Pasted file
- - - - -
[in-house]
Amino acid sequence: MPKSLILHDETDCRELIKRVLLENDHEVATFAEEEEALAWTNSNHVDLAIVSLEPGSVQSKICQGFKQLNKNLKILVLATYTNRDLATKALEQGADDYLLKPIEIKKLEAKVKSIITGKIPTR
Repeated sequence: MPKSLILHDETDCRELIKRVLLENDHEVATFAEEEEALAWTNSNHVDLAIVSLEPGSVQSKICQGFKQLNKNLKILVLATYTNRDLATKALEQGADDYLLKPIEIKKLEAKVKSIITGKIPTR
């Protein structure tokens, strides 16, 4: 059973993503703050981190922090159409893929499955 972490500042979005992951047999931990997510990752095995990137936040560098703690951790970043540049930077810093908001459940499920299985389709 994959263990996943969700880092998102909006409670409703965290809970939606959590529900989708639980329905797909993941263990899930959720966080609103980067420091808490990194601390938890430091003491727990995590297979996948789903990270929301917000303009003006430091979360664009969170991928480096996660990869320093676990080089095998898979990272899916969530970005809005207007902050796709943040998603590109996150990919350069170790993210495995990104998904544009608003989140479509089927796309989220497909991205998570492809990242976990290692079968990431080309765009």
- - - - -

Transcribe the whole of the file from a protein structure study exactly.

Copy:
[in-house]
Amino acid sequence: MPKSLILHDETDCRELIKRVLLENDHEVATFAEEEEALAWTNSNHVDLAIVSLEPGSVQSKICQGFKQLNKNLKILVLATYTNRDLATKALEQGADDYLLKPIEIKKLEAKVKSIITGKIPTR
Repeated sequence: MPKSLILHDETDCRELIKRVLLENDHEVATFAEEEEALAWTNSNHVDLAIVSLEPGSVQSKICQGFKQLNKNLKILVLATYTNRDLATKALEQGADDYLLKPIEIKKLEAKVKSIITGKIPTR
């Protein structure tokens, strides 16, 4: 059973993503703050981190922090159409893929499955 972490500042979005992951047999931990997510990752095995990137936040560098703690951790970043540049930077810093908001459940499920299985389709 994959263990996943969700880092998102909006409670409703965290809970939606959590529900989708639980329905797909993941263990899930959720966080609103980067420091808490990194601390938890430091003491727990995590297979996948789903990270929301917000303009003006430091979360664009969170991928480096996660990869320093676990080089095998898979990272899916969530970005809005207007902050796709943040998603590109996150990919350069170790993210495995990104998904544009608003989140479509089927796309989220497909991205998570492809990242976990290692079968990431080309765009």